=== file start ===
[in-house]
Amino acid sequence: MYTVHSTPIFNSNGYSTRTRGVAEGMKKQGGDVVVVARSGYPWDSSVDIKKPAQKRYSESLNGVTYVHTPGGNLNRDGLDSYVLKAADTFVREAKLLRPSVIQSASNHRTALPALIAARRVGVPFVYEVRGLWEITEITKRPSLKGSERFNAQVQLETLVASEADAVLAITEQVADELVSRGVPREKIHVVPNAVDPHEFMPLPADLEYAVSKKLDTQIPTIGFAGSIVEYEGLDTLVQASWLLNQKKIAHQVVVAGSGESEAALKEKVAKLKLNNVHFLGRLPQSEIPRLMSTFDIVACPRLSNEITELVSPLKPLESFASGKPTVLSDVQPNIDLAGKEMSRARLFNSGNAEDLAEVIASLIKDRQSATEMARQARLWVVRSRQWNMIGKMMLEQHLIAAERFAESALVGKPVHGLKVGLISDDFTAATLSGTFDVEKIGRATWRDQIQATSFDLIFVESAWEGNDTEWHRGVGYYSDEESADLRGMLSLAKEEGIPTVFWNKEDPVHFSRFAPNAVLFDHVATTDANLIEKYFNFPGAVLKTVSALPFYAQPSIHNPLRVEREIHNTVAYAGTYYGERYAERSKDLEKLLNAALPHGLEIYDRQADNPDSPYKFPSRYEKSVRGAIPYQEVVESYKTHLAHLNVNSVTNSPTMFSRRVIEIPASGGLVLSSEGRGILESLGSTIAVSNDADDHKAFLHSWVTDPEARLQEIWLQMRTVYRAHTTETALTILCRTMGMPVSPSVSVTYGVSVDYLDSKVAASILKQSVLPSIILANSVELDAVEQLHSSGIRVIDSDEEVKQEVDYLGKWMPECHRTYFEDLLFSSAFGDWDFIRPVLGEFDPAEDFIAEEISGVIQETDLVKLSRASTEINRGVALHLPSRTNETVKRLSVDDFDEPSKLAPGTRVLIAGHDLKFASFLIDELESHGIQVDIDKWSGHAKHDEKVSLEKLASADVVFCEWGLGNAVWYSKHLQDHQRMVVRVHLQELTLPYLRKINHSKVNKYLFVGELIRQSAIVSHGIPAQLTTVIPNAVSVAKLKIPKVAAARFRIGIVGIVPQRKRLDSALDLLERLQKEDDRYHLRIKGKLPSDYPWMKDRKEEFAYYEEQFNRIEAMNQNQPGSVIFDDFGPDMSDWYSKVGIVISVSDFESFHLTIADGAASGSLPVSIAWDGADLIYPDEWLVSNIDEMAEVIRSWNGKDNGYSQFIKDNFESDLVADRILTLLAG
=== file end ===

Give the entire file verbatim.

[in-house]
Amino acid sequence: MYTVHSTPIFNSNGYSTRTRGVAEGMKKQGGDVVVVARSGYPWDSSVDIKKPAQKRYSESLNGVTYVHTPGGNLNRDGLDSYVLKAADTFVREAKLLRPSVIQSASNHRTALPALIAARRVGVPFVYEVRGLWEITEITKRPSLKGSERFNAQVQLETLVASEADAVLAITEQVADELVSRGVPREKIHVVPNAVDPHEFMPLPADLEYAVSKKLDTQIPTIGFAGSIVEYEGLDTLVQASWLLNQKKIAHQVVVAGSGESEAALKEKVAKLKLNNVHFLGRLPQSEIPRLMSTFDIVACPRLSNEITELVSPLKPLESFASGKPTVLSDVQPNIDLAGKEMSRARLFNSGNAEDLAEVIASLIKDRQSATEMARQARLWVVRSRQWNMIGKMMLEQHLIAAERFAESALVGKPVHGLKVGLISDDFTAATLSGTFDVEKIGRATWRDQIQATSFDLIFVESAWEGNDTEWHRGVGYYSDEESADLRGMLSLAKEEGIPTVFWNKEDPVHFSRFAPNAVLFDHVATTDANLIEKYFNFPGAVLKTVSALPFYAQPSIHNPLRVEREIHNTVAYAGTYYGERYAERSKDLEKLLNAALPHGLEIYDRQADNPDSPYKFPSRYEKSVRGAIPYQEVVESYKTHLAHLNVNSVTNSPTMFSRRVIEIPASGGLVLSSEGRGILESLGSTIAVSNDADDHKAFLHSWVTDPEARLQEIWLQMRTVYRAHTTETALTILCRTMGMPVSPSVSVTYGVSVDYLDSKVAASILKQSVLPSIILANSVELDAVEQLHSSGIRVIDSDEEVKQEVDYLGKWMPECHRTYFEDLLFSSAFGDWDFIRPVLGEFDPAEDFIAEEISGVIQETDLVKLSRASTEINRGVALHLPSRTNETVKRLSVDDFDEPSKLAPGTRVLIAGHDLKFASFLIDELESHGIQVDIDKWSGHAKHDEKVSLEKLASADVVFCEWGLGNAVWYSKHLQDHQRMVVRVHLQELTLPYLRKINHSKVNKYLFVGELIRQSAIVSHGIPAQLTTVIPNAVSVAKLKIPKVAAARFRIGIVGIVPQRKRLDSALDLLERLQKEDDRYHLRIKGKLPSDYPWMKDRKEEFAYYEEQFNRIEAMNQNQPGSVIFDDFGPDMSDWYSKVGIVISVSDFESFHLTIADGAASGSLPVSIAWDGADLIYPDEWLVSNIDEMAEVIRSWNGKDNGYSQFIKDNFESDLVADRILTLLAG